The rarity of funerary tokens, their association with luxurious burial deposits, with artifacts symbolizing power and with special architecture, seems to indicate that the counters did not belong to the masses, but were the privilege of an elite.

6. How Long the Accounts Were Kept

      An ancient rubbish pit of the fourth millennium B.C., excavated in Iran may give an insight on the time span during which the accounts were kept. The layers of trash that could be distinguished according to seasons revealed that tokens were most often associated with early summer deposits. The excavator noted, therefore, that the counters were discarded in the traditional season for plenty, after the harvest and threshing, when the crops would be stored. 17 This in turn, might suggest that transactions were made in the course of the year to be completed at the time of the harvest. If this was so, the usual length of keeping accounts in archives was less than a year.

II. Tokens and Socioeconomic Development

      The fact that the first stage of the token system (plain tokens) coincided with agriculture and the second (complex tokens) with urban formation, seems of great significance. It clearly indicates that the evolution of accounting coincided with major socioeconomic developments.

      The appearance of the first token assemblages in 8000-7500 B.C. suggests that the system of counting and record keeping of goods became necessary when survival depended on domestication of grains and accumulation of the products of harvests. In other words, the token system fulfilled new needs for accounting brought about by agriculture, and data storage can be considered as directly related to the "Neolithic Revolution."

      The multiplication of token types and subtypes in the fourth millennium B.C. was also not by chance. These complex tokens, which included many new forms and which were characterized by bearing incised lines and punctations, corresponded to the creation of cities. It can be presumed that the creation of workshops, and the more diversified urban economy that followed, required more accounting techniques.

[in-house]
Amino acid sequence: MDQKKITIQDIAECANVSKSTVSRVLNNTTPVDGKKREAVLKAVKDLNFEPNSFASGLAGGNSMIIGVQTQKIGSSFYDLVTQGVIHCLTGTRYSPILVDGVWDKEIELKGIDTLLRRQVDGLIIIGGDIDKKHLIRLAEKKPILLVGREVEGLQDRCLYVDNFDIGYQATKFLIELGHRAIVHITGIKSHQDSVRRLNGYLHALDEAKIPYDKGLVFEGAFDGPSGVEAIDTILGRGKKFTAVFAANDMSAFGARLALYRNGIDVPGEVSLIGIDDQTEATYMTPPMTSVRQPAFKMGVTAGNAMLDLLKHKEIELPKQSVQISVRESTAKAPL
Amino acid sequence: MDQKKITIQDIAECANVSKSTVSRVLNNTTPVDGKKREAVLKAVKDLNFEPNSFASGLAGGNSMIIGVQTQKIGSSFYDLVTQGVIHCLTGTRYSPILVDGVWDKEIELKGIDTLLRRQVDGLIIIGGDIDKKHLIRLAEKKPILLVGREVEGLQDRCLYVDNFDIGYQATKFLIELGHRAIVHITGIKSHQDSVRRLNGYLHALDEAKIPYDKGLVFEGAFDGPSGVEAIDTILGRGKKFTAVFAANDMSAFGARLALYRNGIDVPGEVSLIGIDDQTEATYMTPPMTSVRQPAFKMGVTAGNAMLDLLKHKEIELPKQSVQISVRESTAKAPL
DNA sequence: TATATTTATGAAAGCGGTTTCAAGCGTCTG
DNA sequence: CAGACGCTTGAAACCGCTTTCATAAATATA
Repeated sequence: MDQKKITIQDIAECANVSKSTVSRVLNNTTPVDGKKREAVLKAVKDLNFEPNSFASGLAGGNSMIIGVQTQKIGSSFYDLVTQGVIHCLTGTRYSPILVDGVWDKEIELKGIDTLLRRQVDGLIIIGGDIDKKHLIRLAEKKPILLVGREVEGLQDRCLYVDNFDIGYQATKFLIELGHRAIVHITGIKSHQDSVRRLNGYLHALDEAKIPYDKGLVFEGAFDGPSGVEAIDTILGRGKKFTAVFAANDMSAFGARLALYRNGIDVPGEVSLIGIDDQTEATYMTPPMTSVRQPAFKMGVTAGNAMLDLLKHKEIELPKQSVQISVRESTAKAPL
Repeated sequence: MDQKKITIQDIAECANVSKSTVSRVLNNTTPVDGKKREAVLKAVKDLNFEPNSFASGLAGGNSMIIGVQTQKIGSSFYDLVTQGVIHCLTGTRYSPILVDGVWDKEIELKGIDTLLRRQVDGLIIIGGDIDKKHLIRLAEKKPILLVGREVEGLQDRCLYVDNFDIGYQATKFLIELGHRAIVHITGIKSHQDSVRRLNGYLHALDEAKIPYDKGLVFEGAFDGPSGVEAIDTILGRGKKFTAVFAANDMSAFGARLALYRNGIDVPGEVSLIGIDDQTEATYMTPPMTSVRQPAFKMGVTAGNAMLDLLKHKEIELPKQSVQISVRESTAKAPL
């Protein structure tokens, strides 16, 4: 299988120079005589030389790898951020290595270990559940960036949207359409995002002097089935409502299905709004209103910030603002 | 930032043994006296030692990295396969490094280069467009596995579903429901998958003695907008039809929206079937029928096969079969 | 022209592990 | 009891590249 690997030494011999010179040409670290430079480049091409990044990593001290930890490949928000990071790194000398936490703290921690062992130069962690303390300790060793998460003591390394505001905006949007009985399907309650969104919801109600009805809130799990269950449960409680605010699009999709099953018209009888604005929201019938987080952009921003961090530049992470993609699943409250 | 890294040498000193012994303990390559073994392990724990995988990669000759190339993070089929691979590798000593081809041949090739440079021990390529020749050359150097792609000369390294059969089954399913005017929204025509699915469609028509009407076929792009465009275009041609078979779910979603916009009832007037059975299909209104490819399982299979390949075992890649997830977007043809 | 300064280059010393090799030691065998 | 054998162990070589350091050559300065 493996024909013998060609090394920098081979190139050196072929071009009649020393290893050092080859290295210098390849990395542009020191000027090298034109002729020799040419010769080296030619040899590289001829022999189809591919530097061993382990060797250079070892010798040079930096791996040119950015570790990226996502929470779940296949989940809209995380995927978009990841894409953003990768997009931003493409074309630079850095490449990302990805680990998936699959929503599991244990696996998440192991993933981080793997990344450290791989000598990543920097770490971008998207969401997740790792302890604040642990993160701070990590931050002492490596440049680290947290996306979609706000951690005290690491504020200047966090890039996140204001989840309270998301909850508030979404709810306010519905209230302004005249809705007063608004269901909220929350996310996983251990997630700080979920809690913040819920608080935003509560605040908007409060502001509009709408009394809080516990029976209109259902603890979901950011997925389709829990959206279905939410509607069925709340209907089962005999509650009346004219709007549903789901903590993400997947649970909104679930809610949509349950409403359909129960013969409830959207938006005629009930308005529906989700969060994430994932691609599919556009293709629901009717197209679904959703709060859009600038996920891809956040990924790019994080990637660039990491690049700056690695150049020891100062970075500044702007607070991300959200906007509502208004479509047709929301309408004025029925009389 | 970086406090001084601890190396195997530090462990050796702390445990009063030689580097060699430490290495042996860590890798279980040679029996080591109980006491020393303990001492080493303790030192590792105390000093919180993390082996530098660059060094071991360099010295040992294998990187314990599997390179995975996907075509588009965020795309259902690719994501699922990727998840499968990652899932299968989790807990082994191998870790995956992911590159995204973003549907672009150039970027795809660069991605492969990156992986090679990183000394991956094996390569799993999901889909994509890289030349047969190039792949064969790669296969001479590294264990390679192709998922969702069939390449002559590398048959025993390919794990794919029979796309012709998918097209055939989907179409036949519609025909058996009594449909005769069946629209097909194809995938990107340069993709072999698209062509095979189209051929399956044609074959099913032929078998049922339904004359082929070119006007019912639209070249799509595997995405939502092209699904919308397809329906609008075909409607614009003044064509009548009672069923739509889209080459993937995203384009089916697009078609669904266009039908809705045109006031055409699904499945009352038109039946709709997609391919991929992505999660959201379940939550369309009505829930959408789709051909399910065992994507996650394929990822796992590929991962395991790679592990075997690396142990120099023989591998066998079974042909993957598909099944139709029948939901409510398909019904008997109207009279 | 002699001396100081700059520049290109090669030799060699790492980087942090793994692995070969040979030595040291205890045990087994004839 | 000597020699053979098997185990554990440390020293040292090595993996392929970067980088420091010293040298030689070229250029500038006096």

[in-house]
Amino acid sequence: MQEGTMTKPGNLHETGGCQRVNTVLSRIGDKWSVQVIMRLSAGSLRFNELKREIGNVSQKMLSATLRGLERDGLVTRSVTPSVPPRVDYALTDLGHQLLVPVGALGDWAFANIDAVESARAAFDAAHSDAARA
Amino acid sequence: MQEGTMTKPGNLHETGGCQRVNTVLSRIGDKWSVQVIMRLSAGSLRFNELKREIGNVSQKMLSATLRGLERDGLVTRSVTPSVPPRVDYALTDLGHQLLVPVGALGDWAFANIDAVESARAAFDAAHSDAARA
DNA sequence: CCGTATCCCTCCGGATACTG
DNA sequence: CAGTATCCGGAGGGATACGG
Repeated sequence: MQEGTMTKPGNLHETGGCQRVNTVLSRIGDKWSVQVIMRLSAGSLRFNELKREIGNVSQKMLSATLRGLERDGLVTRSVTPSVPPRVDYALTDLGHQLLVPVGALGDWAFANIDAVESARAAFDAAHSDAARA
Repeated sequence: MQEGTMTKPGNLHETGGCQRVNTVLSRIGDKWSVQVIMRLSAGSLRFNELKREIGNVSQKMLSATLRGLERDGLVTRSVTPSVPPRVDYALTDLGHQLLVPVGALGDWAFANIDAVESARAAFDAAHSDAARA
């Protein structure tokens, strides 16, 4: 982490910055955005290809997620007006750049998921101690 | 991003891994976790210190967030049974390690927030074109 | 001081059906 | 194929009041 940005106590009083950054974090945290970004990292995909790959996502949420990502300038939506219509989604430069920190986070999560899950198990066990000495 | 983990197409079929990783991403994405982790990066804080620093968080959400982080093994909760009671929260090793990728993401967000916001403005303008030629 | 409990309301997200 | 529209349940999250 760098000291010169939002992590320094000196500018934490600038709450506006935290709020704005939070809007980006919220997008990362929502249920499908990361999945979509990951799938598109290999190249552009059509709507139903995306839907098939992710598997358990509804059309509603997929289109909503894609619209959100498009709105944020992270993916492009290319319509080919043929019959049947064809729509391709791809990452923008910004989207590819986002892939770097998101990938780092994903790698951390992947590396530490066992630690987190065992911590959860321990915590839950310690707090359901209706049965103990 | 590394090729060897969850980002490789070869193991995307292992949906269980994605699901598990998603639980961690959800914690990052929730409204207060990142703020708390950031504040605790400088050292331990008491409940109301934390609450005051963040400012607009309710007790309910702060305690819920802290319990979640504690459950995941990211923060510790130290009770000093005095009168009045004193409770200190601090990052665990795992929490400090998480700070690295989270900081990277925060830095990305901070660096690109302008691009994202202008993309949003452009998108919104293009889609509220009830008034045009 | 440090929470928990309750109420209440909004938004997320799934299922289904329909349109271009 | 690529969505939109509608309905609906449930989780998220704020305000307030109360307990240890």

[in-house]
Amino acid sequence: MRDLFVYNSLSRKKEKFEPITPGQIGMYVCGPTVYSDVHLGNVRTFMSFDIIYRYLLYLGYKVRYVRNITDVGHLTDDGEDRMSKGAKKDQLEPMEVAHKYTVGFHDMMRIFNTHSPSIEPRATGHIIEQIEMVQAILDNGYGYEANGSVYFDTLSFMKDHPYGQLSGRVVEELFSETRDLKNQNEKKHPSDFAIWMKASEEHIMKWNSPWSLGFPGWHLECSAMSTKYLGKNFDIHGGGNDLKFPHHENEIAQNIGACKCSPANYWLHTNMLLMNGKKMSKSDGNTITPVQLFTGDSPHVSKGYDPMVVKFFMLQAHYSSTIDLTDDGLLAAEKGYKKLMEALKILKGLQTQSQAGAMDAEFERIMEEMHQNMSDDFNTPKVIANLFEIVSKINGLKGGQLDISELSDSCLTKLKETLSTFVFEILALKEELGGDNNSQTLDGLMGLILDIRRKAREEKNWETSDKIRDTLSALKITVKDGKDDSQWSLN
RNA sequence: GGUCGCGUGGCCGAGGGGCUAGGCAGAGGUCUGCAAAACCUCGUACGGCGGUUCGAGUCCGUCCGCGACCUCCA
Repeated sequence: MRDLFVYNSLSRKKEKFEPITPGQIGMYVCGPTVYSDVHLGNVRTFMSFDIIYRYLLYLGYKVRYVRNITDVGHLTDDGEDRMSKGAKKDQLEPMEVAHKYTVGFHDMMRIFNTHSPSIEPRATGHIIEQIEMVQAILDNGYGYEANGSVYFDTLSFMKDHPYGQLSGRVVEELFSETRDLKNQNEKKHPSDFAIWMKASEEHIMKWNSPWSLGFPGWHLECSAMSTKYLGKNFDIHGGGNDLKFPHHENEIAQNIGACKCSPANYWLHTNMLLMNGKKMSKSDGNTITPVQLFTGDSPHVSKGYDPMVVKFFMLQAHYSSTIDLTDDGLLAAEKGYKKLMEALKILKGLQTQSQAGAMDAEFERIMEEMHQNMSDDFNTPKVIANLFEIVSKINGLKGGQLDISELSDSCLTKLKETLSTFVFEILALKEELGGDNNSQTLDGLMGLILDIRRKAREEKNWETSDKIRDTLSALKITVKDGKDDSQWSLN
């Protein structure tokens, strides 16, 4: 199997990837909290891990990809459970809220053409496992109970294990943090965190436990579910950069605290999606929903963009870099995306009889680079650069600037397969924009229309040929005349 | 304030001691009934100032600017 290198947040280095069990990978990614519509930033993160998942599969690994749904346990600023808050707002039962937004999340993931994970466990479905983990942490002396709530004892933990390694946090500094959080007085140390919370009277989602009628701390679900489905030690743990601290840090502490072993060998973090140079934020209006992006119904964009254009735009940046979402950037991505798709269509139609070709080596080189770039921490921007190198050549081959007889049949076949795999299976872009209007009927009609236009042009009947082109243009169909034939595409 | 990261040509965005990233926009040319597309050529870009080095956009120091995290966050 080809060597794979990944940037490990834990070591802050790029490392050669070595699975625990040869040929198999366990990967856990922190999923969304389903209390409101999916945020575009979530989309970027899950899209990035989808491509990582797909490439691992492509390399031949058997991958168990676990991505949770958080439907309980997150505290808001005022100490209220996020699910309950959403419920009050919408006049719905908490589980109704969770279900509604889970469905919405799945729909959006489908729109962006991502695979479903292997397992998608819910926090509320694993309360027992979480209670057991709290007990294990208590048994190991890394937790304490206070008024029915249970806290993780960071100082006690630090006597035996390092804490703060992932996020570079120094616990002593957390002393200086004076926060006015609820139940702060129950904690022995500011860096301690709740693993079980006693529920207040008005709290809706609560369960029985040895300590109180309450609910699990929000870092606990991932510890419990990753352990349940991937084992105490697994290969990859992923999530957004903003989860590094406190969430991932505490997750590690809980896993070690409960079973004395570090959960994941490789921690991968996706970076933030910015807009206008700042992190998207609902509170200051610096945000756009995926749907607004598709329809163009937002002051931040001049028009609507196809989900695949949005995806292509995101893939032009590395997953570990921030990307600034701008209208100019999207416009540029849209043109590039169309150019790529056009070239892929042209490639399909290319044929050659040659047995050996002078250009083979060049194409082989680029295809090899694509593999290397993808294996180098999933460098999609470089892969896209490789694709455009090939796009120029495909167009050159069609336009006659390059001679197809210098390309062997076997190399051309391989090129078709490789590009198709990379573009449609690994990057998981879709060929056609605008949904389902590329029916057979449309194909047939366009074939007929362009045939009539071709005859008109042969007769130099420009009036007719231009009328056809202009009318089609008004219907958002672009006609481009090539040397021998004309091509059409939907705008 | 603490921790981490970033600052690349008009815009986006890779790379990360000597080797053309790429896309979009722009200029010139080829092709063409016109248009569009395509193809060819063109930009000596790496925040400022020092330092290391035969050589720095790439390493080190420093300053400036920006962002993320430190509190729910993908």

It is likely, however, that the two major changes in the token system were not mere corollaries of farming and cities but were determined by new sociopolitical structures that derived from agriculture and urban settlements. I propose that accounting may be related to the rise of an elite. This idea is supported by three sets of data.

      First, the creation of the token system coincided with a new settlement pattern characterized by larger communities. For example, in an early community in Syria, Mureybet, there is no evidence for the use of counters in the two earliest phases of the site, about 8500-8000 B.C., when it was a small compound of 0.5 ha. Tokens occur in the third phase, ca. 8000-7500 B.C. when the hamlet had grown to become a village covering 2 or 3 ha. It is difficult to evaluate the size of the population of Mureybet III. It is estimated, however, that the community then exceeded the number of individuals manageable in an egalitarian system. In other words, in the case of Mureybet, and probably elsewhere, the first token assemblage coincided with the advent of rank society characterized by a new type of leadership overseeing the community resources. 18

      Second, as discussed above, the tokens recovered in the tombs of prestigious individuals suggest that, from the Neolithic to the Bronze Age (6000-3500 B.C.), the use of counters served as an instrument of power for an elite controlling real goods.

      Third, the fact that the complex tokens phenomenon took place at the time of state formation was no coincidence. In all the major ancient Near Eastern cities such as Uruk, Susa, Chogha Mish and Habuba Kabira the complex counters occur in levels characterized by 1. seals and sealings featuring the ruler; 19 2. public buildings built according to an identical plan and decorated with typical mosaics; 20 and 3. potteries which probably served as grain measures. 21 In other words, the administrative centers that yield complex tokens were the seats of a large bureaucracy, housed in similar buildings, using the same administrative devices--complex tokens, seals and grain measures--and, most importantly, were headed by the same powerful ruler. The complex tokens can be considered, therefore, as being part and parcel of the bureaucracy used by the Sumerian king to govern and control real goods in the first city-states.